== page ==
Tuesday, 30 June 2020
Free Short Fiction: Gun
Here as promised: a free story. It's an old one. From one of my creative writing course assigments, long ago. "Write what you know." I tried, I really did. This is probably as good as it got for any writing I did about my service days. The difficult trick is making it interesting enough for people who weren't there. British comedy (and serious) writing changed in 1960 when national service began winding down. Before that, it was something every male did, imagine the common experience that gave. Dad's Army and Get Some In were chiefly written and watched by people who had 'been there, done that'. With one TV in the house, their children watched them too.
Very few people have a clue what military life is nowadays. Least of all me, perhaps. Everyone served in the best times, 'it's not the same now', we say... And of course it isn't. How could it be? Some things don't change though. Anyway, this, for what it's worth, is called 'Gun', which would have horrified some of my very good friends from the RAF Regiment.
[Image was a photo of Browning, just like I used to miss the target with at the range every year]
Did I check that? Is it on? Quietly now. Pull it out. Fingertips, sweaty. Thank God for the chequered grip. Anyone watching? Heavy on the wrist. Rotate clockwise, quick look. On. Thumb it anyway – just to check. I should do NSPs. Normal Safety Procedures. Always hear this kind of jargon in Goon Show Army Speak. Dear old Spike using an accent closer to his own or Sellers slumming in the East End
'Self Loading Pistol, 9MM Browning, Aircrew for the use of.'
Inventories: everything back to front.
'Curtains, cotton-fibre, pattern various. Airmen's Married Quarter Issue.'
Slip the gun back in the holster, canvas, webbing item # 004356.
It shouldn't even be loaded. I'm indoors. In a converted store-room that houses the base guard force. Everywhere's on the highest alert I can remember since the Provos blew up Mrs Tebbit. Hijacked planes have wreaked havoc on the US of A and we're armed up and waiting for Jihad to strike rural Lincolnshire. Plain-clothes RAF policemen are on watch in front of the Indian takeaway outside the camp-gates. The guard force are the usual varied bunch, a bitter 40 year old Corporal supplier, cocky 20-ish aircraft technicians of either sex. Oh and we have a cook, so at least we never run out of tea and coffee. Cookie offers me a cup. Creep.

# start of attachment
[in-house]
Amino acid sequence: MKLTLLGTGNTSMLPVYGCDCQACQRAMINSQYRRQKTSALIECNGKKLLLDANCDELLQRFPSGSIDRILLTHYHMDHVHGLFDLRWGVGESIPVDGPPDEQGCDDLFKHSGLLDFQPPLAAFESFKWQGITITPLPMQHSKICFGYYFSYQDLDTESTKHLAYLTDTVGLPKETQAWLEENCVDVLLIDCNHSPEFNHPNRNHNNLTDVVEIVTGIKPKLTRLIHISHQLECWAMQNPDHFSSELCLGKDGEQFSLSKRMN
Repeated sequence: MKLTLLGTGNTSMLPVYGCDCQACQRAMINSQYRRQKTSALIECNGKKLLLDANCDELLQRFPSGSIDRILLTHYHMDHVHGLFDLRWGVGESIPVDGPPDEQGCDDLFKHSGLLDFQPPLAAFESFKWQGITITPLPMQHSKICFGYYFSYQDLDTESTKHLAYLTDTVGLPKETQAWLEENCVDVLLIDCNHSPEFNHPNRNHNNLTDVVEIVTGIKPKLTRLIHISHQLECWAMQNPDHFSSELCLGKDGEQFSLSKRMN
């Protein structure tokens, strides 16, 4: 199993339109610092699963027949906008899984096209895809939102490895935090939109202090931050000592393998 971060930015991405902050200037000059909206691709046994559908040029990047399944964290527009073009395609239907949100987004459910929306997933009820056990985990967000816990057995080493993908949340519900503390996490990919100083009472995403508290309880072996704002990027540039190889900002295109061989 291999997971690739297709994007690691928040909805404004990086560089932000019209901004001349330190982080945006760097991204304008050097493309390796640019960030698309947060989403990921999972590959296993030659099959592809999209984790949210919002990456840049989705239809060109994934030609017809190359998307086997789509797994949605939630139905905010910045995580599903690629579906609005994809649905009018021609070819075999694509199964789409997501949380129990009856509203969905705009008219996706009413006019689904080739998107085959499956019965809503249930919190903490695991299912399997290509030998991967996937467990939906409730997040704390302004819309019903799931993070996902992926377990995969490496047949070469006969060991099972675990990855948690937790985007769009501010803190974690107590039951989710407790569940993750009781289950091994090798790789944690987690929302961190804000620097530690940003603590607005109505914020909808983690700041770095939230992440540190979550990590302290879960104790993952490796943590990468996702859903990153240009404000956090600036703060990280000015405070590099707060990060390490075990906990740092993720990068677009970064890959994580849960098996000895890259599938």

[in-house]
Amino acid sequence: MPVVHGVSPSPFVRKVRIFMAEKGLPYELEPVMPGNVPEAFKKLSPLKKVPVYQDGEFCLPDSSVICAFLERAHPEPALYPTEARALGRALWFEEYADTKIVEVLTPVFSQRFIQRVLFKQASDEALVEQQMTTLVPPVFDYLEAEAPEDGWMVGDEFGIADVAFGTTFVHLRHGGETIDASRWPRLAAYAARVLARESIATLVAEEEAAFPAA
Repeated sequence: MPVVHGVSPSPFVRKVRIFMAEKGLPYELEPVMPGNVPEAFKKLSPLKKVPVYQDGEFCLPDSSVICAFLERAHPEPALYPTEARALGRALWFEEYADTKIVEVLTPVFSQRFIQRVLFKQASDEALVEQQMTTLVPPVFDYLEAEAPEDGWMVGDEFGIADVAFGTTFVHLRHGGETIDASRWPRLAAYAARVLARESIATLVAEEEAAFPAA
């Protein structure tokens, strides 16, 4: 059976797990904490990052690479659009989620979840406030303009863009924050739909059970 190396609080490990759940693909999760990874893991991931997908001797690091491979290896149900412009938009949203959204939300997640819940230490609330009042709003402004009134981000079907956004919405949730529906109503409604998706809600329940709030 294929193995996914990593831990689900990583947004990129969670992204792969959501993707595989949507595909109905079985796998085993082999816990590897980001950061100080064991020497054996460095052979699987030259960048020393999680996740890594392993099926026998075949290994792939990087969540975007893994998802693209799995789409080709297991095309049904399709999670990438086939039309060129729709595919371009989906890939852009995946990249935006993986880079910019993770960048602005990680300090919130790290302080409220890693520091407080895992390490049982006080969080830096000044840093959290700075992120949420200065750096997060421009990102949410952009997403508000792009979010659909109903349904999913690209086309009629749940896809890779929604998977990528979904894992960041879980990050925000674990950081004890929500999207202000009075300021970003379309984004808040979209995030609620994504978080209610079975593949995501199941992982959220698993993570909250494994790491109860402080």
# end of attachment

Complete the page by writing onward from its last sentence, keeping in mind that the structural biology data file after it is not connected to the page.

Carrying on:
'Come on then, let's 'ave yer.' I even do it myself sometimes, see. I'm the only one who thinks it's ironic.
The next two for 3 hours on the main gate get up ve-ry slowly. I'm aircrew, not a real sergeant. There's no point telling them I've got 20 years in and half of those as an airman just as chippy as they are.
We go out to the butts. Waist-height pits filled with sand.
'For inspection po-ort, harms!' Even I'm convinced. The aged Corporal and one of the techies hold their SA-80's chamber up showing they haven't got one up the spout.
'Clear 'ee springs.' They let the working parts go forward.
'With a magazine of 20 rounds, LOAD!' The corporal fumbles getting the magazine out of a pocket.
The techy's was lying on the wooden lip of the sand-pit, ready.
The Corporal gets his on eventually.
I'll have to show my face at the main-gate later. It's supposed to keep up morale, but everyone thinks you're just checking up on them.
'See you in an hour,' I say. 'Be careful out there!' This gets a laugh from the techy, but not the corporal.
I perform an illegal unload of my weapon over the butts. I rush it, but get the magazine out safely. On final check, it turns out I've had one up the spout for 3 hours. I pick the round out of the sand and jam it in the magazine. I'll need one of those cups of tea now.
Bet you can't wait for next week's now... 'Til next time.